The Demand Side of Succession Planning: Ripe for Board Involvement

by | Feb 16, 2018 | Board Savvy Superintendent Blog Archive, Board-Superintendent Involvement in Innovation/Change Management

    Doug Eadie

What a great week it’s been!  I was privileged to spend four hours Tuesday morning in Nashville, presenting a workshop (“The Board-Savvy Superintendent”) for – and interacting with – participants in AASA’s National Superintendent Certification Program.  I can’t recall having a more stimulating morning in the recent past, addressing insightful and often challenging questions raised by a group of K-12 chief executives passionate about their districts’ missions.  I was also fortunate to spend a stimulating and thought-provoking hour the next day with a Certification Program sub-group, observing participants discuss various facets of the superintendent succession question.  Their focus was what you might call the “supply” side of succession:  spotting future leaders inside participants’ districts and grooming them for increasingly responsible positions, including the superintendency.

Thinking about the succession roundtable on the plane back to Tampa Bay that afternoon, I was reminded of a pertinent piece that was published at this blog a couple of years ago, “Make a Succession Plan Part of Your Superintendent Legacy:”  This brief overview describes the key elements making up a comprehensive superintendent succession plan.  I also got to thinking (long plane rides are great for thinking rather than doing, aren’t they?) about what I think of as the “demand” side of the succession equation, which lends itself to intensive board involvement.  By “demand,” I mean the leadership attributes, experience, and qualifications that a district needs in a new superintendent in order to ensure that the district responds effectively to significant environmental change.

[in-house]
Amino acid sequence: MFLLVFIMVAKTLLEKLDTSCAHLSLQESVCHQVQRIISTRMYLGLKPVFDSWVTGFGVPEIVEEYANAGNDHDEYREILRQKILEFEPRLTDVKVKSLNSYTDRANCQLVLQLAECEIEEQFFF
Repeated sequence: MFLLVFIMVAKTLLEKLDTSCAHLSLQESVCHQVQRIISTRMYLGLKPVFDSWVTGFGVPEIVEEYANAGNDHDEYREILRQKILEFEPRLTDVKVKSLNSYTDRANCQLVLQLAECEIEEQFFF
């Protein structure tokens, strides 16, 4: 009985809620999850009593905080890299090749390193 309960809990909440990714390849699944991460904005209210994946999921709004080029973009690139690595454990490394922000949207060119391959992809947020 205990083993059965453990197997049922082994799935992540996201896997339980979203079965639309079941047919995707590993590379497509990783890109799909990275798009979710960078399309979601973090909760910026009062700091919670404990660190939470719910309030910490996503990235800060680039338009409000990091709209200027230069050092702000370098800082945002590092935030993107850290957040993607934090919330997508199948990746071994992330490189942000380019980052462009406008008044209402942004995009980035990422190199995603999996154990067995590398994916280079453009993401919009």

Over the years I’ve sat in on several board-superintendent work sessions aimed at identifying in detail the kind of leadership needed in an evolving environment as a key part of the succession planning process.  One example in the recent past came to mind as I sat on the plane thinking about the demand side of the equation.  This district’s superintendent had announced his retirement at the end of the school year, leaving the board six months to address the succession question.  The first step the board took was to schedule a half-day mini-retreat involving all board members and the retiring chief executive.  The objective was to examine conditions and trends – at the district, regional and national levels – pertinent to chief executive leadership and then to brainstorm the experience, qualifications, and leadership attributes called for in the next superintendent.  The product of this free-flowing process would be turned over the board’s governance committee for refinement before passing it along to the search committee that was being put together.

In a nutshell, it was agreed that the successor to the current “Dr. Inside” (who’d focused heavily on strengthening instruction and classroom performance and also on internal management system development) needed to be more of a “Dr. Outside” who would focus heavily on community relations generally and on cultivating relationships with key stakeholder organizations more specifically.  This change in leadership focus was in response to the virtually certain need to go to the voters three or four years hence for a new property tax levy to support district operations.  The context was continuing population decline in the district, along with steady growth in the number of district households without children in the public schools.  The bottom line:  a tremendous district need to reach out aggressively in generating community financial support – and, therefore, to recruit a new superintendent with outstanding communication skills and with successful experience in running tax levy campaigns (not directly, of course, but indirectly by assembling and working closely with a diverse committee of community leaders from various sectors, including business).  By the way, no current member of the administrative team appeared to fit this bill, so it was assumed that recruiting outside the district would be a must.

You’ve invited to share your experience in dealing with the demand side of the succession planning equation by commenting at

About the Author: Doug Eadie

President & CEO of Doug Eadie & Company, Inc., Doug Eadie assists CEOs in building a high-impact board-superintendent partnership.

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